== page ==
Last night's World Cup Qualifying Match between Ireland and France was always going to be close. I listened to radio commentary yesterday prior to the match and everyone said how it would go to extra time, be down to penalty points, be to the wire. These predictions weren't far off but no one would have believed that France would win the coveted place in next summer's World Cup with a contentious goal.
Before you think that I'm some bizarre football fan, which I'm not, I will say that I usually don't give a hill of beans and am very good at tuning out the constant drone of every sport imaginable as Paul sits in front of the idiot box every weekend. I do thoroughly enjoy rugby and tennis but that's the extent of my sports on tele watching. As far as football (soccer) goes, it's my least favorite sport with its young, overly paid thugs and their nightclub parties complete with young women hired to be eye candy.
But I have to say that the drama and excitement of the World Cup draws me in. It may be to do with the fact that we spent our honeymoon in France when it hosted the 1998 tournament. Or the fact that it is something different when you're playing for an allegiance to your nation rather than the club with the highest salaries. And this year with the imminent move to France and my obvious feelings about Ireland, I was even more interested in which of the two countries would be going through than I would be normally. I was strangely torn between them and a part of me has to admit rooting for France just for the excitement of a 'local' team to support from my new home next summer.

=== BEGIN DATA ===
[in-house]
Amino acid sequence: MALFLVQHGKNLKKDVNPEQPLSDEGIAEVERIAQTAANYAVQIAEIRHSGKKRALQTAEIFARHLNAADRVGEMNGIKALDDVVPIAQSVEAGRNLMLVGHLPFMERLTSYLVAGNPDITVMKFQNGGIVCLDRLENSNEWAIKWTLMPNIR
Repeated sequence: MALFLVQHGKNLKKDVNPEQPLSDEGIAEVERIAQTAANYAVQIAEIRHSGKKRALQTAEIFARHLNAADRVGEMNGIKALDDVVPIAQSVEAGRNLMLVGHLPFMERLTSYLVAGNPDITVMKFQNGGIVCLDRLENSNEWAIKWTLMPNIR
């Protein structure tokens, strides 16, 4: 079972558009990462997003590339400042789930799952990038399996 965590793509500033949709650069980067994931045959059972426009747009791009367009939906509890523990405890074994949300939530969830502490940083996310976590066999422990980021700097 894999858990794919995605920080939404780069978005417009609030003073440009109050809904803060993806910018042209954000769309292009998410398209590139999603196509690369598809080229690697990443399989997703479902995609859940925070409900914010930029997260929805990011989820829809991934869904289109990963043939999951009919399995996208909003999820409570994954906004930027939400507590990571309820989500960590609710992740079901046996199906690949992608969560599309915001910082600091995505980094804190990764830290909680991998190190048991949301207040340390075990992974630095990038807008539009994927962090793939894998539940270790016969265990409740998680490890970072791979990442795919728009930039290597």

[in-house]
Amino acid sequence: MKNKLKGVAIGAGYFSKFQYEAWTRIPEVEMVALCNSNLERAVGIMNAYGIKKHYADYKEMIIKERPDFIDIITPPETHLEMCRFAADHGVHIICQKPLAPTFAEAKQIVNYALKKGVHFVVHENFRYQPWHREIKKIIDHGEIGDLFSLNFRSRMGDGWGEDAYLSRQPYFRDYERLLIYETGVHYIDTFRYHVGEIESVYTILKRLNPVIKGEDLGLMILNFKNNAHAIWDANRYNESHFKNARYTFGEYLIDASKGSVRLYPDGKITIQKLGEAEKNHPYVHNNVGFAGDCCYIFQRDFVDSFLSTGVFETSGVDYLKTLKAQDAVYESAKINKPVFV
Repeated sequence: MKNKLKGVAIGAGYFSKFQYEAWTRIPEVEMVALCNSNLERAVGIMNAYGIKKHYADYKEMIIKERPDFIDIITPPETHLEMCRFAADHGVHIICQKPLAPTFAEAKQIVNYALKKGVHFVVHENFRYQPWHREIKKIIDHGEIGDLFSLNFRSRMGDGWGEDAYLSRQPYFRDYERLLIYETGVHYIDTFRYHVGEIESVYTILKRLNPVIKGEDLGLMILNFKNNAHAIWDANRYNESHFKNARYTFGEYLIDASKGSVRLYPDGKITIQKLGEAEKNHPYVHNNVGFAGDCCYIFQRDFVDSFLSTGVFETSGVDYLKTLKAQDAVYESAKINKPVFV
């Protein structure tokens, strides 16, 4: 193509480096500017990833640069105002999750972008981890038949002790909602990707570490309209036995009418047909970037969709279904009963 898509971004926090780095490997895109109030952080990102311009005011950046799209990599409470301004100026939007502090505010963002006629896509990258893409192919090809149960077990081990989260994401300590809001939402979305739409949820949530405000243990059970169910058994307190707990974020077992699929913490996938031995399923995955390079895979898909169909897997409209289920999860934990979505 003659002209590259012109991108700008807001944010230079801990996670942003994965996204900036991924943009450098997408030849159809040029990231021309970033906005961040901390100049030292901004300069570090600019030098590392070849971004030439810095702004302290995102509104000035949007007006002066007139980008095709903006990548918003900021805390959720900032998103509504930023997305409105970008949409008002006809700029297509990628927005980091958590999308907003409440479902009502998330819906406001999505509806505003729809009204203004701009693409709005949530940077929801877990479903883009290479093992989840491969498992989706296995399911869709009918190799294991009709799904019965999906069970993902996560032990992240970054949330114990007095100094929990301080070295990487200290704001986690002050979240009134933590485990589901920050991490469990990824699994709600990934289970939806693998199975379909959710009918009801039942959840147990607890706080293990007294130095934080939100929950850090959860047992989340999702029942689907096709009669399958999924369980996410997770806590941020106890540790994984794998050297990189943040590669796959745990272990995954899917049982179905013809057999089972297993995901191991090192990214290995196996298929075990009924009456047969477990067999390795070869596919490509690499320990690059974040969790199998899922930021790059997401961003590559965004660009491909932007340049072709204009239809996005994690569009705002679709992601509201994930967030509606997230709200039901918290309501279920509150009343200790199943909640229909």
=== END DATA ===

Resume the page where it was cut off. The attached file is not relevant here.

So it was with this mild interest that I paid attention to the radio pre-game and switched back and forth from Edward and Twilight to the match. I went to bed at 1-0 for Ireland near the end of the match. When I spoke to Paul this morning, he's been away, I asked about the final score thinking that Ireland had probably pulled it out and were heading to South Africa.
As you probably know, that was not the case. Nor was the win without controversy. Thierry Henry admits to handling the ball while setting it up to his teammate for the winning goal in extra time. There is no instant replay in football and American football fans cannot conceive of a game where a winning touchdown was allowed to stand because the referee wasn't able to see an illegal play. But that's just what happened last night. There is public outcry for a rematch. Politicians are calling it disgraceful and every Irish radio program has devoted air time to the questionable qualifier winning goal.
The Irish don't really like to make a fuss. Nor are they terribly good at standing up for themselves. Ancient history. But it seems that this time they're not going to take it lying down. I wonder what will happen. Up Ireland!